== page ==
In the more than 40 years since its founding as a clothing company, Patagonia has become a symbol of well-heeled outdoor adventure. But the apparel and sporting company, which sells everything from fleece jackets to smoked salmon, thinks of itself as more than just a retail company. Patagonia is an accredited and founding member of the Fair Labor Association; its website is as much an educational tool about environmental and social responsibility—filled with information on issues such as preservation of land in Chile, labeling GMO products, and responsible sourcing—as it is an online store. In a note launching the company’s food division, Patagonia Provisions, company founder Yvon Chouinard restated the brand’s central ethos: “We aim to make the best product, cause no unnecessary harm, and perhaps most important, inspire solutions to the environmental crisis.”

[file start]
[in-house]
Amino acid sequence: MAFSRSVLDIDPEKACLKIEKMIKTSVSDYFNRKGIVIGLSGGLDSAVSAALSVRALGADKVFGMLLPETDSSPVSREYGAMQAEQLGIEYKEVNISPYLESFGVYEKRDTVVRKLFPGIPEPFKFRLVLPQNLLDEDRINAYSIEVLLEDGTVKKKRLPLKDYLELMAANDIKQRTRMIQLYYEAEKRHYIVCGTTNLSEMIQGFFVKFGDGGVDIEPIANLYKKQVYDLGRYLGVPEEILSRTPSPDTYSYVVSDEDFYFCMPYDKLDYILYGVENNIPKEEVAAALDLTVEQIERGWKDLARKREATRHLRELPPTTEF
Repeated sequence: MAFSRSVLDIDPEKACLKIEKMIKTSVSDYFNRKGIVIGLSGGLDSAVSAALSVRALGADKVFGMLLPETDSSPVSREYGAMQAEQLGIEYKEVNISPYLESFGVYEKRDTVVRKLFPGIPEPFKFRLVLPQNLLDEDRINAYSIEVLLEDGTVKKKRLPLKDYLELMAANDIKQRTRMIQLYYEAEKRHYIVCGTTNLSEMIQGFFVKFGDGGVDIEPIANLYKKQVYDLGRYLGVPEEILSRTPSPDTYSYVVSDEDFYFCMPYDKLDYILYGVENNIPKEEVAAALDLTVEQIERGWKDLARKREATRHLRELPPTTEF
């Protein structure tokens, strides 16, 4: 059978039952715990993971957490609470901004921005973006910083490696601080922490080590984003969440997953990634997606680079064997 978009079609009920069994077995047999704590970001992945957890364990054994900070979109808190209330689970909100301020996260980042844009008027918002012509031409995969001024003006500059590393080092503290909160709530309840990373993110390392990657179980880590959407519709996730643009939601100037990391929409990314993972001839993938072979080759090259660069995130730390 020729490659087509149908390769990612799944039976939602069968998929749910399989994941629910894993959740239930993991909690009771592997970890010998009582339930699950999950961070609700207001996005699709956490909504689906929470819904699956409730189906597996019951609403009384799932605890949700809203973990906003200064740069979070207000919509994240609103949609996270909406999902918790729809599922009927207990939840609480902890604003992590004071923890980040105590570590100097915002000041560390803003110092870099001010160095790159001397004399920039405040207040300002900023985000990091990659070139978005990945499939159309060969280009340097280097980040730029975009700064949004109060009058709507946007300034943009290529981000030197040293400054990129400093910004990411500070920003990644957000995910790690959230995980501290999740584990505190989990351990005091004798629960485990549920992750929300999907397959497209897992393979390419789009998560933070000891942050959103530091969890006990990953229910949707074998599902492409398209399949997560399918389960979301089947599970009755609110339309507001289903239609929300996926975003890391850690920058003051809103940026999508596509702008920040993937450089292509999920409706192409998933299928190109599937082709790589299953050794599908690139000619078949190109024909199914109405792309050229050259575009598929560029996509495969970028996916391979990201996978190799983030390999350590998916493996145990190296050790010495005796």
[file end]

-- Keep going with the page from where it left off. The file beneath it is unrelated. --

Inspectors came and went from a Walmart-certified factory in Guangdong Province in China, approving its production of more than $2 million in specialty items that would land on Walmart’s shelves in time for Christmas. But unknown to the inspectors, none of the playful items, including reindeer suits and Mrs. Claus dresses for dogs, that were supplied to Walmart had been manufactured at the factory. Instead, Chinese workers sewed the goods — which had been ordered by the Quaker Pet Group, a company based in New Jersey — at a rogue factory that had not gone through the certification process set by Walmart for labor, worker safety or quality, according to documents and interviews with officials involved.